ASEAN labour mobility: Current commitments and future limitations ASEAN labour mobility: Current commitments and future limitations

ASEAN labour mobility: Current commitments and future limitations
24 Nov 2017

When the Association of Southeast Asian Nations’ (ASEAN) Economic Community (AEC) was set up at the end of 2015, the region achieved a significant milestone in terms of its growing political, economic, and cultural integration.

As set out in 2007’s ASEAN Economic Blueprint, the AEC seeks to “transform ASEAN into a region with free movement of goods, services, investment, skilled labour, and freer flow of capital.” While considerable progress has been made in liberalising and normalising the region’s activities in most of these areas, establishing free movement of skilled labour lags appreciably behind.

Although the area has a clearly stated goal of promoting the increased mobility of skilled workers, current policies not only trail behind those of the European Union, where freedom of movement is essentially unencumbered, but also those of less ambitious arrangements such as the North America Free Trade Agreement (NAFTA) and the Caribbean Community (CARICOM).

The lack of a cohesive regional framework, the existence of nationalist and protectionist policies as well as middling political strategies will undoubtedly impede ASEAN’s skilled labour mobility ambitions still further.

But in order to address the frequent skilled worker shortages found in ASEAN countries, employers can still take advantage of policies that make it easier to hire people in certain sectors.

Labour mobility provisions

Provisions for the movement of skilled labour within the ASEAN region principally revolve around Mutual Recognition Agreements (MRAs). These Agreements mean that a worker’s skills, experience and accreditations are recognised by all participating countries in the trade bloc, which permits them to work outside of their home country.

MRAs currently exist for six sectors and there are framework agreements in place for two more. MRAs exist in relation to the following occupations:

• Engineering
• Nursing
• Architecture
• Medicine
• Dentistry
• Tourism
• Surveying (framework)
• Accountancy (framework)

The standards imposed by each MRA vary by profession. For example, an engineer must first hold a license issued by the regulatory body of his or her home country. They must also have at least seven years of work experience following graduation, two of which entail significant work.

An application can then be submitted to the ASEAN Chartered Professional Engineers Coordinating Committee for review. If successful, the applicant would be permitted to work in other ASEAN countries as a “Registered Foreign Professional Engineer.”

In contrast, however, case-by-case assessments have been eliminated entirely for the tourism sector, enabling the automatic recognition of 32 tourism-related occupations.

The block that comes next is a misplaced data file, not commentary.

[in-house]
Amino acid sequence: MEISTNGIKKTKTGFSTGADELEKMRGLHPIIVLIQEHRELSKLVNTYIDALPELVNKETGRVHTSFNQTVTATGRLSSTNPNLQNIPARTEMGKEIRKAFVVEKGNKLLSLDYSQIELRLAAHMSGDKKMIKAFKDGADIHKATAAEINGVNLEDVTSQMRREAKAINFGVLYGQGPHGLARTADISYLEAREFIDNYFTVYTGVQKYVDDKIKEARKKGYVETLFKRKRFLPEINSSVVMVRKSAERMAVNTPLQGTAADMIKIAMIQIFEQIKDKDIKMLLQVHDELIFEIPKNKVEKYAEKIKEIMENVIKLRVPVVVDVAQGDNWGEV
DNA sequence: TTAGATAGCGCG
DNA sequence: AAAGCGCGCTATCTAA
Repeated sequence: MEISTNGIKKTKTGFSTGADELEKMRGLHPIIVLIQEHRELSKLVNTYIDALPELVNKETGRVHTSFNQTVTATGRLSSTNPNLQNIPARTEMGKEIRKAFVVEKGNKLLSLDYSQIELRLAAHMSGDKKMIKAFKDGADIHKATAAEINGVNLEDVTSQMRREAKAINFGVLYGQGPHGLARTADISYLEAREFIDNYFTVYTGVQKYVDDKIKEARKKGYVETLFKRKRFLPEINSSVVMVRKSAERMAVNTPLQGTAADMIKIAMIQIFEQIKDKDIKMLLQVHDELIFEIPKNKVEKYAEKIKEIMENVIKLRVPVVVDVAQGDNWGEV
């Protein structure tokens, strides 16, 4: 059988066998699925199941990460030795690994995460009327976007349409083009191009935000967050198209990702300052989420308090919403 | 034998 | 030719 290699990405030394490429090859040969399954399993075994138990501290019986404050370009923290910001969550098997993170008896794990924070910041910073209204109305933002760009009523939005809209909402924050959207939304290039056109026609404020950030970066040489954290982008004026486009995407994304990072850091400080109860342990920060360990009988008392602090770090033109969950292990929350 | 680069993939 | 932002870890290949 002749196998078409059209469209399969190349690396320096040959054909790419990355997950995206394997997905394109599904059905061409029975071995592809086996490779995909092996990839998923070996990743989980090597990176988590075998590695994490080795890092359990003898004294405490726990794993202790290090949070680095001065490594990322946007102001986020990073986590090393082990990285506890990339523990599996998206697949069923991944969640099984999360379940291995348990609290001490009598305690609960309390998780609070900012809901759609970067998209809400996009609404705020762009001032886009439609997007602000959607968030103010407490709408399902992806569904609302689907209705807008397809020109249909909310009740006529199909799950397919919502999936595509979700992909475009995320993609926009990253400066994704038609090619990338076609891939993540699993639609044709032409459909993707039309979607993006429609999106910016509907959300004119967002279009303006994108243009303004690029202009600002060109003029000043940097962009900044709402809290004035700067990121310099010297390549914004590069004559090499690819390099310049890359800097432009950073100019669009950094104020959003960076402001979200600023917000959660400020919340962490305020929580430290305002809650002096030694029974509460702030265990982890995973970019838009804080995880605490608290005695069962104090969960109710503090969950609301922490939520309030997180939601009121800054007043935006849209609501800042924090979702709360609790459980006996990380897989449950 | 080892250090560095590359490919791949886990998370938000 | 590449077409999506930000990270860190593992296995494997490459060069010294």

Modest start

In addition to MRAs, the ASEAN Agreement on the Movement of Natural Persons (MNP) and the ASEAN Comprehensive Investment Agreement (ACIA) streamline the procedures for citizens within the region wanting to apply for business visas. People engaged in trading goods and services, investors, business visitors, contractual service providers and intra-corporate transferees now enjoy easier access to other ASEAN countries for temporary cross-border visits.

But although the eight occupations currently governed by MRAs increase mobility, they represent only a modest beginning to ASEAN’s envisioned free movement of skilled labour. By way of contrast, NAFTA – which is a regional trade agreement rather than an association – enables professionals in 63 fields to move between Canada, the US and Mexico with just a work contract.

Moreover, occupations covered by existing MRAs represent only 1.5% of the region’s workforce. But some 87% of intra-ASEAN migrant workers are unskilled and many of them are irregular and not governed by formal agreements.

Furthermore, while the MNP and ACIA arrangements facilitate cross-border business, visa standards are still not uniform across the area and make it no easier for employers’ to hire skilled talent from other ASEAN member states.

Lack of will

In addition to the limited number of professions covered by MRAs, meanwhile, exercising them often proves difficult in practice too. In the case of Cambodia, Thailand, Myanmar and Laos, for instance, companies need to demonstrate that they will transfer skills and knowledge to local employees, who must eventually replace foreign workers.

In Indonesia, organisations need to prove that a vacant position cannot be filled by a local employee, while the Philippines has a constitutional ban on foreigners taking on certain occupations. Multinational companies, on the other hand, are able to bypass many of these restrictions by hiring employees from one country and relocating them to another market.

But the restrictive labour policies of a number of South East Asian countries ultimately demonstrates the lack of political and public will to pursue increased workforce mobility. Politicians, professional associations and the public alike fear that migrant workers will swarm into richer countries and introduce increased competition and instability, while poorer countries fear losing their most highly educated people to a brain drain.